• McKinsey Global Institute ASIC EXAMPLENEW DESIGN TOOLS HELPED REDUCE “REAL” DESIGN 1995TIME IN SEMICONDUCTORS 2001 Nominal time for new design Effort per gate (person seconds) CAGR 15 months1 24 months1 Design 1 8.6 10 Design specification2 -97% specification 0.3 45 Logic simulation3 45 18.9 Logic -69% simulation 1 1.9 Synthesis 2 15 13.0 Synthesis -98% 50 0.3 Place and route3 20 Formal verification2 10 3 17.3 Place and route -23% 1995 2001 13.2 Average gate count 6 million 94 million for new design Formal 8.6 verification -91% Average team size 60 180 0.6 for new design4 1 Average time for new design based on prevalent process technolog y (250 nm in 1995, 130 nm in 2001) 2 Computing effort (e.g., computer time spent to calculate power consumption) scales roughly linearly with gate count 3 Computing effort (e.g., computer time spent in checking for timing violations) scales nonlinearly with gate count 4 Design team sizes have tripled in the past 10 yearsSource: Interviews; McClean Report; MGI analysis, How IT Enables Growth, McKinsey & Company, November 2002. 13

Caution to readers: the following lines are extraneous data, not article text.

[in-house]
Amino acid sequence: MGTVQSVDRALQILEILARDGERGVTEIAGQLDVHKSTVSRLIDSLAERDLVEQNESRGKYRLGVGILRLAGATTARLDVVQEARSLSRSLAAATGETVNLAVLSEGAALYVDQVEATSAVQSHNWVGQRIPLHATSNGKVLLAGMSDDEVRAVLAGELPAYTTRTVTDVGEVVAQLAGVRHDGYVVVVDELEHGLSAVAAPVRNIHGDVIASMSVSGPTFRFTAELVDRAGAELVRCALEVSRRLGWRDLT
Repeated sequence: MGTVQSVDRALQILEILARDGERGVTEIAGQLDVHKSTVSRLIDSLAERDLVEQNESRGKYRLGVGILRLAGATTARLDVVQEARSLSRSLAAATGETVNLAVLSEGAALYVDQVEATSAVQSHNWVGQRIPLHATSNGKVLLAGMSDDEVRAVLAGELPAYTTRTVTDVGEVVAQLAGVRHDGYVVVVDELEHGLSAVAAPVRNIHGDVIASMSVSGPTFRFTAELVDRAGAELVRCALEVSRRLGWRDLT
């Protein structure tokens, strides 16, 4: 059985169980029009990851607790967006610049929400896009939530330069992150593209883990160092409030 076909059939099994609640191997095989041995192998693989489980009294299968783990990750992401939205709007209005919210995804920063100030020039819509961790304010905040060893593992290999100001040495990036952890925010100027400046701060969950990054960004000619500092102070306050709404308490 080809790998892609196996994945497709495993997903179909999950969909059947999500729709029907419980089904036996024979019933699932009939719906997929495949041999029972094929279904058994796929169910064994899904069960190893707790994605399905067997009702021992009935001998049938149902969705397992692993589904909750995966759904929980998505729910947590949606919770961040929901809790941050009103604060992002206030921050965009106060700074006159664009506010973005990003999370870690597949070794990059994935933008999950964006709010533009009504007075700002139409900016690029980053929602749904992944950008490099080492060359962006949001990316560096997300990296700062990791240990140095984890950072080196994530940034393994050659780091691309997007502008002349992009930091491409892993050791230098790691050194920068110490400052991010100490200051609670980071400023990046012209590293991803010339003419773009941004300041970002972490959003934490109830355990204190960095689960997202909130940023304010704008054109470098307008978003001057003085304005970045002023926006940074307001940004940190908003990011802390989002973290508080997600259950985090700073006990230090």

• IT INVESTMENTS IN RETAIL CAN BE SEGMENTED INTO FOUR TIERS McKinsey Global Institute 4 Enhancement of customer experience solutions “Next frontier” 3 IT investments Optimization Improvements of core in store “Differentiating” processes presentation IT investments tools tools 2 Revenue management applications “Extended cost -of- doing-business” IT Merchandise planning investments applications “Premium” VCS/VMS 1 “Basic cost-o f- doing-business” “Simple” usage data “Complex” usage data IT investments warehouses warehouses Distribution and logistics applicationsWarehouse Core in-storemanagement operationssystems solutionsCorporate PerpetualERP inventory systems “Basic” VCS/ VMSInfrastructure systems Move products from suppliers to customer Deliver right product to Deliver right product to right right place at right price customer at right price with right experienceSource: Interviews; MGI analysis, How IT Enables Growth, McKinsey & Company, November 2002. 14